Dear Friends of Lake Maxinkuckee, The LMEF and LMEC are very pleased to present our completed sediment study of Lake Maxinkuckee, conducted in 2013 and 2014. This comprehensive study was done in partnership with The Marshall county Soil and Water Conservation District and the U.S. Geological Survey. The findings are very interesting and provide insight into the changes in our lake principally from 1860 to the present. Not only can we see the past in chemical, mineral and nutrient deposits, but also how microscopic life fors have reacted to these changes. Lake Maxinkuckee's history began over 15,000 years before present, with only the last 150 years being the focus of our study. With pressure from homes, business activity and agriculture the lake slowly changed. These changes were noted as nutrient levels rose and algae began to impact water clarity in the mid 1970's. Studies from our group found that phosphorus (perhaps the most reactive nutrient in our water column) was causing resident algae to rapidly grow in numbers, indicating a decline in water quality. Efforts began to control the phosphorus entering the lake from our watershed and riparian properties. This effort has made all of the difference as our lake has moved from mesotrophic to oligotrophic these last 40 years. Though phosphorus still enters the lake from natural sources such as the atmosphere and soils in our watershed, much of this nutrient is controlled through our constructed wetlands and conservation efforts with land owners. The study documents levels of nutrients and how diatoms and cyanobacteria have responded in the past to various conditions. The history of these micro-organisms reveals that Lake Maxinkuckee had historically low nutrient levels and may not have been materially different than the levels we are seeing today. We know that elevated nutrient levels existed in the 1970’s and 1980’s, but this study reveals that a process in the lakebed sediment known as postdepositional upward diffusion is moving the phosphorus deposits up towards the water column and into solution. Our lake has so far diluted this nutrient source with surface and subsurface inflows of water. It is understood that almost 15% of Lake Maxinkuckee is replaced with fresh water each year. Our work will continue to monitor these sources to ensure that these sources are low in nutrients. The diffusion of phosphorus that was deposited earlier is now better understood by our group, and we will consider this in our measurements of phosphorus in the water column. In summary, we are very pleased with the outstanding work from the USGS. Understanding our past will help us better deal with changes that will certainly arrive in the future. It is only with the efforts of those in our watershed, that our group has been able to make progress. This study supports the great work we have already seen and provides a platform for us as we plan our watershed management up-dates this year. Again, my deepest thanks to all of you that support us and our beloved Lake Maxinkuckee. Allan Chesser, Chairman Lake Maxinkuckee Environmental Council To view the full report, click on the USGS pontoon boat below.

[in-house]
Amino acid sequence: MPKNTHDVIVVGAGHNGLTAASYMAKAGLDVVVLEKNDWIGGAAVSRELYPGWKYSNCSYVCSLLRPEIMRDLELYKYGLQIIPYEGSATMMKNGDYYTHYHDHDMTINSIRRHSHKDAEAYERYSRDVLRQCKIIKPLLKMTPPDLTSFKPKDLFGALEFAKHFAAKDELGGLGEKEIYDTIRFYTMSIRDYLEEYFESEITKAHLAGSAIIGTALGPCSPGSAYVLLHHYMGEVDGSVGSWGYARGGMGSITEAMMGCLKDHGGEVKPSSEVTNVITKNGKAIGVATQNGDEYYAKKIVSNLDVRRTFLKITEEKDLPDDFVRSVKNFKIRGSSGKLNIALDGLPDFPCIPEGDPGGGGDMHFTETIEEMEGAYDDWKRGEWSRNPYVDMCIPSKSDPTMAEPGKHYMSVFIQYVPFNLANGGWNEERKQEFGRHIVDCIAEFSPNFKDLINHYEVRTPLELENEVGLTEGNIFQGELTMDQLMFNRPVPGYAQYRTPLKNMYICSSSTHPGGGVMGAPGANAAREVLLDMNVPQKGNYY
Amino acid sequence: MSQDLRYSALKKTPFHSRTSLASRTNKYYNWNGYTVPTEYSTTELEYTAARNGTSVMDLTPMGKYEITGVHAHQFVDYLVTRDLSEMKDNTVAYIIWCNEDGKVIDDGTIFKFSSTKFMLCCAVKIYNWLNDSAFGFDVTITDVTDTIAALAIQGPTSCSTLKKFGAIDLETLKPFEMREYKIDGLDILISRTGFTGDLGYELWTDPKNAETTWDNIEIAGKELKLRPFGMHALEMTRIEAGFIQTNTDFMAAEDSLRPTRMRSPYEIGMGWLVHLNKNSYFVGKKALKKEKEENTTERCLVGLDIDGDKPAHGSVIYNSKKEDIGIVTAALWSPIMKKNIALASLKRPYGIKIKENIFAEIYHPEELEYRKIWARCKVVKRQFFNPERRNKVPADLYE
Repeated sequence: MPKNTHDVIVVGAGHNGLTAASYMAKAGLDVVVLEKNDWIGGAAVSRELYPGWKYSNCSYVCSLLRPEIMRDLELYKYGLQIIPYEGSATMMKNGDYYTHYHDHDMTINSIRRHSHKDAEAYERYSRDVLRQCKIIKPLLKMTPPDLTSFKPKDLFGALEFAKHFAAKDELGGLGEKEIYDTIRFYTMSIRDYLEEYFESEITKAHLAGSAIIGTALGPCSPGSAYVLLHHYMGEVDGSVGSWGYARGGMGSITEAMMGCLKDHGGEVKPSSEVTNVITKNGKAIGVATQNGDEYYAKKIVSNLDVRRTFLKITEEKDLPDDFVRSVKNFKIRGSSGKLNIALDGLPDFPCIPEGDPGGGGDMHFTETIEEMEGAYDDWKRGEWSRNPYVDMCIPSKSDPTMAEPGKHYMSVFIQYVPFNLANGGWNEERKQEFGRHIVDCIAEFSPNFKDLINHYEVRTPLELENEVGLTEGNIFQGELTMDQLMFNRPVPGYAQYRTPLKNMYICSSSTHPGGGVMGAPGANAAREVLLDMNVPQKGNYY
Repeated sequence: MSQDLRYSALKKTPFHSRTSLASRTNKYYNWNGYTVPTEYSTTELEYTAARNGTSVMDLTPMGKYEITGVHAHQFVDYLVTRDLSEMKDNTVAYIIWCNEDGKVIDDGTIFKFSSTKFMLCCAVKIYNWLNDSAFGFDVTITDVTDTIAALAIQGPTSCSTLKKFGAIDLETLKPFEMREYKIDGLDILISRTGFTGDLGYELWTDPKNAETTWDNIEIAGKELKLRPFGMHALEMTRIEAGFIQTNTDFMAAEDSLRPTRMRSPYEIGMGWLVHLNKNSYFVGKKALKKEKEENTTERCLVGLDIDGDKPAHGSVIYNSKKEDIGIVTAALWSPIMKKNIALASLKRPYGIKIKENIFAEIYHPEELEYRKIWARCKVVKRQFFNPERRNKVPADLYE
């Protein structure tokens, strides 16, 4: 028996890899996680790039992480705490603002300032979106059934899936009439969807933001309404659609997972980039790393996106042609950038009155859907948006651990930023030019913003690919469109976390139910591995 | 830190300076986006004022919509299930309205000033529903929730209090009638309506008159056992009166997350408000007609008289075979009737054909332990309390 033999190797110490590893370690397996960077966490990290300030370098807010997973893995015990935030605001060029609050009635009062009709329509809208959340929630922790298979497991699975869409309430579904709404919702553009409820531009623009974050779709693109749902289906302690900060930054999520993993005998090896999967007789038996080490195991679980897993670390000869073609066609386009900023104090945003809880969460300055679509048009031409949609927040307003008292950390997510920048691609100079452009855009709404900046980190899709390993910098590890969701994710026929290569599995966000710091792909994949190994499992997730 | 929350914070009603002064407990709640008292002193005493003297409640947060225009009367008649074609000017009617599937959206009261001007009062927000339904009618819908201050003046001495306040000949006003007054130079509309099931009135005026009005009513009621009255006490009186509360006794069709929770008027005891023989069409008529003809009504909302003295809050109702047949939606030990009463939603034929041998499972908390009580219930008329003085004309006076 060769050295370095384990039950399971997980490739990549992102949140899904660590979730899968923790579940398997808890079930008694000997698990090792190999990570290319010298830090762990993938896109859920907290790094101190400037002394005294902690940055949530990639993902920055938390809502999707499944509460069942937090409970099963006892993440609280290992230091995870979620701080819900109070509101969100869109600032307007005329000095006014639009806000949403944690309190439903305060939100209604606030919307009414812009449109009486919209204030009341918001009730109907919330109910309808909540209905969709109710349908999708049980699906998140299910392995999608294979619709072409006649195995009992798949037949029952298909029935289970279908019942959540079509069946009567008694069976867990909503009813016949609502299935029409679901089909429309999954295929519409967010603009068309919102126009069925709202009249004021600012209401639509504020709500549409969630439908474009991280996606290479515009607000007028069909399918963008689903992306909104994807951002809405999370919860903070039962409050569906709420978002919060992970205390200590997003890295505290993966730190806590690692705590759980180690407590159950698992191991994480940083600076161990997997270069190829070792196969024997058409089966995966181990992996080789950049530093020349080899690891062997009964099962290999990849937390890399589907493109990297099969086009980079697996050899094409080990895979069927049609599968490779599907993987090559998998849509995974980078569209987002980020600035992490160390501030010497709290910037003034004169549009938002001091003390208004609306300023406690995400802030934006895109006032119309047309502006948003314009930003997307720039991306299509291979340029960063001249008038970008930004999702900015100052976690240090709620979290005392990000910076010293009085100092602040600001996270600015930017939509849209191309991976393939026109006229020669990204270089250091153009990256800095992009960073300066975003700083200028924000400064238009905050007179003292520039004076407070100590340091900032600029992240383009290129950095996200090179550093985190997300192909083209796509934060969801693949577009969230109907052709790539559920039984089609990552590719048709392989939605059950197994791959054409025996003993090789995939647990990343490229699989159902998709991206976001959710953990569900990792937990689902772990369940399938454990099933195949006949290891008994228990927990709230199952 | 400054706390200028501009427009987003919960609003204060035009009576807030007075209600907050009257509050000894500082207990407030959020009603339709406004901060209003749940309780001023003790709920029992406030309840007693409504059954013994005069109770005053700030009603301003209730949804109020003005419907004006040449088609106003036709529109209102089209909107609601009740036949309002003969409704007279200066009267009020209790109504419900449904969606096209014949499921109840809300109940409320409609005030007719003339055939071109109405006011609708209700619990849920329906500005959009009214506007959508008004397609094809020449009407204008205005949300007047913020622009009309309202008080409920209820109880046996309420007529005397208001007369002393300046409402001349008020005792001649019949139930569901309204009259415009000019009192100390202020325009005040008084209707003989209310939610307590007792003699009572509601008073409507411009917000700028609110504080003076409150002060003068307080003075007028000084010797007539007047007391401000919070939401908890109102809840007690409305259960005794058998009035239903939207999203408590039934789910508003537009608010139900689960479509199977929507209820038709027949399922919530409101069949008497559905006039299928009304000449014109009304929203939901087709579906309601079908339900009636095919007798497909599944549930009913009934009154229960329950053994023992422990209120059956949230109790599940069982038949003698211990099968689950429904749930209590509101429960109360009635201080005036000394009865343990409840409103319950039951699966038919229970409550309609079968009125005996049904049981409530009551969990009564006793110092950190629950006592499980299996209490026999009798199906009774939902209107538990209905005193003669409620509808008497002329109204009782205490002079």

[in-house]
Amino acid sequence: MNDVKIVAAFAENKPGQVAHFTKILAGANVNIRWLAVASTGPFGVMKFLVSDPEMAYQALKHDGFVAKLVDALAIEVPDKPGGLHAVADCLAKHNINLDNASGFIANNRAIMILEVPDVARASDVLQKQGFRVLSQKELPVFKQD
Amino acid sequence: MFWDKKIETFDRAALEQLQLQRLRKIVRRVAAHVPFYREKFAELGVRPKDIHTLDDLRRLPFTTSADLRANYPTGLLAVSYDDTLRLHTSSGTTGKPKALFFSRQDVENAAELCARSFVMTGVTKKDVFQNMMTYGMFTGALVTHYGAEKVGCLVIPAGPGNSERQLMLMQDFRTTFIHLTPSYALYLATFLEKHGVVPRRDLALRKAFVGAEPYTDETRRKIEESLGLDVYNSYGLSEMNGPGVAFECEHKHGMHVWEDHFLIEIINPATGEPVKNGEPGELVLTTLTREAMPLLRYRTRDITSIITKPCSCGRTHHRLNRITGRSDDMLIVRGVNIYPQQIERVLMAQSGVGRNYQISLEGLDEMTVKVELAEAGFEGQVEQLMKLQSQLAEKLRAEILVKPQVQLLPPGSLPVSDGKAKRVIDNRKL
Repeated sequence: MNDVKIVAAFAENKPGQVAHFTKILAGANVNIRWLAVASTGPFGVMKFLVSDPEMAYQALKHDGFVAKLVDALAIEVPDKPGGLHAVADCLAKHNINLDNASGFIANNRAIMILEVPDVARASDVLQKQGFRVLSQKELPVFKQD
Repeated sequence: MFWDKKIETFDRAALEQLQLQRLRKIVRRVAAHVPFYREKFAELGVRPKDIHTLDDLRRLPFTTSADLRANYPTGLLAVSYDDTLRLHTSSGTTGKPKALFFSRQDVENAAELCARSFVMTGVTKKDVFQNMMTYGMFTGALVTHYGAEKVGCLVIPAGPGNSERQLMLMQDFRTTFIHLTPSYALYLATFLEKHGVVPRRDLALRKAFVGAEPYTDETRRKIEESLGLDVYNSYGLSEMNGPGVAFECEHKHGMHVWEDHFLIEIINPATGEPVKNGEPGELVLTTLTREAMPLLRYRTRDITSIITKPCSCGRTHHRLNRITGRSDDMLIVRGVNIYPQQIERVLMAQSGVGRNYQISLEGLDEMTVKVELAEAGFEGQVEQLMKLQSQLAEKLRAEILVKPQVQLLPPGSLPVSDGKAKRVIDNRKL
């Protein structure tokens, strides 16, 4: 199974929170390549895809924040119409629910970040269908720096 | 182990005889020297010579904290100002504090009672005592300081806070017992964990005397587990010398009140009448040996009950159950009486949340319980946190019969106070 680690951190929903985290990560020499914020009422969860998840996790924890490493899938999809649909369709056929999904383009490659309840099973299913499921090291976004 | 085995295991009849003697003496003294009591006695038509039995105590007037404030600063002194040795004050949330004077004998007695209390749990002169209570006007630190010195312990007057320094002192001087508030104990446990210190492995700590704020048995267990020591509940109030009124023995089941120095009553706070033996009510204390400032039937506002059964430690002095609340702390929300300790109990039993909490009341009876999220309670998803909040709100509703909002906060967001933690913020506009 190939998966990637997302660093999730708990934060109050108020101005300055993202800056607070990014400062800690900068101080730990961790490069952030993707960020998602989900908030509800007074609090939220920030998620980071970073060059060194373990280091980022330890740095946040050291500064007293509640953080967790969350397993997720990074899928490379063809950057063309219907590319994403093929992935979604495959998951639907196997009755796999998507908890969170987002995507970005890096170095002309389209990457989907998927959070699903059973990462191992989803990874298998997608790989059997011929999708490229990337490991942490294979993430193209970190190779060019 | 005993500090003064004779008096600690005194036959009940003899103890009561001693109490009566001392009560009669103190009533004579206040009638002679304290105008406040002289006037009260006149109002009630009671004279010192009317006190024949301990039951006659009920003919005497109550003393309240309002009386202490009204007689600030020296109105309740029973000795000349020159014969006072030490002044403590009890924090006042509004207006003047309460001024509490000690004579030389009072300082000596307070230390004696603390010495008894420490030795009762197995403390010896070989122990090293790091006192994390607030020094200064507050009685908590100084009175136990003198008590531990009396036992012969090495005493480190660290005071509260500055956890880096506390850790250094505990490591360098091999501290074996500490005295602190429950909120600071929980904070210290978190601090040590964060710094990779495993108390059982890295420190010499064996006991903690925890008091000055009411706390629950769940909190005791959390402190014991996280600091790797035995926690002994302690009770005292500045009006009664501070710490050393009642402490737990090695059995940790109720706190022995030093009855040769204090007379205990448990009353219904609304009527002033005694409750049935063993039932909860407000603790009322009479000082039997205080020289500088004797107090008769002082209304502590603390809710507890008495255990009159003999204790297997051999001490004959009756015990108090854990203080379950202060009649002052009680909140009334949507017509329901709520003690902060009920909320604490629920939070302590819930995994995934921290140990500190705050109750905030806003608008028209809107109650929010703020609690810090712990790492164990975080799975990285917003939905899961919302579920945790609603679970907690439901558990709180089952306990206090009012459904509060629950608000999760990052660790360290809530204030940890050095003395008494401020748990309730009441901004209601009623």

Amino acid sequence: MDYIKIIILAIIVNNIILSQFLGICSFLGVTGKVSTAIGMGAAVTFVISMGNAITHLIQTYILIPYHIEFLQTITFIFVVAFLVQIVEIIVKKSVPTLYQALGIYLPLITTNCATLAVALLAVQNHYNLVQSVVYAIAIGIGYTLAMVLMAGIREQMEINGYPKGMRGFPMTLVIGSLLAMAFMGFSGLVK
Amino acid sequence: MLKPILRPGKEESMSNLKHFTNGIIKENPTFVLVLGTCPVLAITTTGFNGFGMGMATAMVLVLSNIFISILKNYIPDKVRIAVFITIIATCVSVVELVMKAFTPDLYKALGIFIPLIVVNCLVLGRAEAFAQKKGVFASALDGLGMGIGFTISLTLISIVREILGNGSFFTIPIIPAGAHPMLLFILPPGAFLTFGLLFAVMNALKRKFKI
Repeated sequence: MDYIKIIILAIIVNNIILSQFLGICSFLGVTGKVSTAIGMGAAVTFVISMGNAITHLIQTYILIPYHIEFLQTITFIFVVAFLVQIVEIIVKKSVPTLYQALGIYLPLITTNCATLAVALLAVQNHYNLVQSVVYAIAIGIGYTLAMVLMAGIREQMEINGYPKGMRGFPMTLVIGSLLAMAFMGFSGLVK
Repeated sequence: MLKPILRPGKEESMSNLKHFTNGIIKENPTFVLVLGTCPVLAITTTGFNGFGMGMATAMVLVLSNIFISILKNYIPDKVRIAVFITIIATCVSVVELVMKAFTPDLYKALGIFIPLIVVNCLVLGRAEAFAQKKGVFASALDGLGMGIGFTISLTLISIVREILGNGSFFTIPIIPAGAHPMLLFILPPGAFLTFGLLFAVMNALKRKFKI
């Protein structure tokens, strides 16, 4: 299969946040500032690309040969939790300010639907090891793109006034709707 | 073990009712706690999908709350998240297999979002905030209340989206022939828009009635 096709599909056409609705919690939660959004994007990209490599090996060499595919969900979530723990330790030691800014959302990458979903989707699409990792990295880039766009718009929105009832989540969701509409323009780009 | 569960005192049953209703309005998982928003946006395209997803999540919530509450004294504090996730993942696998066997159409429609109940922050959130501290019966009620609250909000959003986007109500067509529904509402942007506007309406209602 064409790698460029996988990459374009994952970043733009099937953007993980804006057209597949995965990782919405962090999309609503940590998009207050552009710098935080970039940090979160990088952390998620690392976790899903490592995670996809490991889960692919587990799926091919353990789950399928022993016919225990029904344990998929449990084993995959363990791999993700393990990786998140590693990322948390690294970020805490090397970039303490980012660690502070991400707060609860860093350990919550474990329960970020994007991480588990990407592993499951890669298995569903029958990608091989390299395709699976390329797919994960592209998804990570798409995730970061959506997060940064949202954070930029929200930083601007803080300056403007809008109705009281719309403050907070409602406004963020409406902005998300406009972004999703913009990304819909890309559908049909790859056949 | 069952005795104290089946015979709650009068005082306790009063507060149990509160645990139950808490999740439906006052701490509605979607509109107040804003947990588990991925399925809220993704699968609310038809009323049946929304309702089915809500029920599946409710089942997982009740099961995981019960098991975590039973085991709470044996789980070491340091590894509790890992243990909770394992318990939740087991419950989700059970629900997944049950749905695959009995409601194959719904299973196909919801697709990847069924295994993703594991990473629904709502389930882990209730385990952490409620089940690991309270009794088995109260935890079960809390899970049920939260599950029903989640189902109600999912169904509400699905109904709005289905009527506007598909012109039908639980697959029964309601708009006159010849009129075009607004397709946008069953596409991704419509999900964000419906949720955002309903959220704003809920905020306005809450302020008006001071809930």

LMEC leaders will be conducting tours of the three wetlands they helped build. Tours are schedule for May 9th and June 6th with rain dates available. Join us and if you are one of the first fifty to sign up you can get a I SURVIVED THE LMEC WETLANDS TOUR t-shirt! Email or call now!